On the opening night performance, a pre-curtain announcement was made from the stage that Alice Coote, who was slated to sing the title role, had been suffering from a high fever and flu-like symptoms earlier in the day but was hoping to go on that evening. Unfortunately, her condition did not improve. So, late in the afternoon, her understudy was instructed that she would be required to sing the lead. Mezzo-soprano Julie Miller had the daunting task of stepping into a role that requires no less than seven arias total and she did an admirable job.
"Ariodante" has an anonymous libretto, but is based on work by Antonio Salvi, and has numerous Shakespearean themes at its core and many similarities to the Bard's works, most notably "Much Ado About Nothing." Traditionally set in medieval Scotland, this production has moved the action to a remote Scottish island during the late 1960's or early 1970's.
Ginevra (soprano Brenda Rae in her Lyric debut) is the daughter of the King of Scotland (bass-baritone Kyle Ketelsen) and she is in love and hopes to marry Ariodante. Complicating that arrangement is Polinesso (countertenor Iestyn Davies), a newcomer who is a fraudster preacher intent on gaining the king's favor so that he can have Ginevra all to himself. Ginevra rejects Polinesso's advances and makes it very clear that she intends to wed Ariodante. Dalinda (soprano Heidi Stober) is an attendant to Ginevra and she is secretly in love with the evil Polinesso. Ariodante's brother Lurcanio (tenor Eric Ferring) is enamored with Dalinda but his is an unrequited passion. Once Polinesso has implemented his treacherous scheme, through mistaken identities and machinations of misunderstandings, Ginevra is deemed to be unfaithful to Ariodante and judged by the local townspeople (who would have been members of the king's court in previous productions) as an outcast. Her father disowns her and condemns her for her alleged deceitfulness.
Handel's score consists mostly of solo arias, which act as individual soliloquies for all of the major characters, thereby allowing us to enter the psychological landscape of each one of them. Perhaps the most famous of these arias is "Scherza infida" ("Laugh, unfaithful one"), which Ariodante sings in Act Two. It is here, as the dominance of the harpsichord drops out only to be replaced by lush strings and a melancholy bassoon, that Miller truly captivates. She held the entire audience enraptured for the 12-minute duration and received a well-deserved ovation for her efforts. Rae is lovely as Ginevra, ranging from pure ecstatic joy in her anticipation of her nuptials to complete desolation by the end of Act Two, where she ends one aria laying on her side in the fetal position upon the long table that dominates center stage, only to be gently and lovingly slid down the length of that table and carefully placed in a chair in a seated position by her loyal community members. It is a beautiful moment in Richard Jones' original direction (and enhanced by revival director Benjamin Davis). Davies is also a stand-out as Polinesso, so morally vile and depraved, and it is a rare treat to be able to hear a true countertenor with such darkness and alacrity in this voice type.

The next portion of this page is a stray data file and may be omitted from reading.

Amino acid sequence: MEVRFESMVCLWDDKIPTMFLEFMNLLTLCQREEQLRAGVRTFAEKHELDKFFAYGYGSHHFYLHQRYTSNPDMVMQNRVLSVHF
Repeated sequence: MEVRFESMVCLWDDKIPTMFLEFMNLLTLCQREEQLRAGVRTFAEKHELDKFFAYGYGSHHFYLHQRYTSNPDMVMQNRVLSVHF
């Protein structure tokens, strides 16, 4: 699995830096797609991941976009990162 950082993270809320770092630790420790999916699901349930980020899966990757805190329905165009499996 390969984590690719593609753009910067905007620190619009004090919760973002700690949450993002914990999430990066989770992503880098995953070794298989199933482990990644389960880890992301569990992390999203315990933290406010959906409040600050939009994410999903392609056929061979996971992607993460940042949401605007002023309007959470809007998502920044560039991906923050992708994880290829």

Each of the three acts of "Ariodante" was conceived by Handel to conclude with a sort of interpretive ballet. Here we have puppets instead of dancers performing to Handel's score. Puppeteers Sam Clark, Kate Colebrook, Tommy Luther and John Trindle (all making Lyric debuts) bring the characters of Ginevra and Ariodante, in miniature scale of course, magically to life. They present a version of what Ginevra and Ariodante's lives might be like in the future, some whimsical and some tragic. It is a stunning addition to this updated treasure. As is the bold choice that ends this opera. By defying convention, this "Ariodante" concludes much differently than the one presented nearly 300 years ago. In today's present climate it feels not only affirmative but refreshingly necessary.
"Ariodante"” is presented at the Lyric Opera House, 20 N. Wacker, Chicago. Best parking option: The Poetry Garage, 201 West Madison, $12 in advance at www.thepoetrygarage.com. Valet parking is also available - $30.
"Ariodante" runs 3 hours and 55 minutes, with two 25-minute intermissions.
Remaining performances are:
March 11 at 7:00 PM
March 14 at 7:00 PM
March 17 at 2:00 PM
Tickets start at $39. FYI (312) 827-5600 or www.lyricopera.org/ariodante.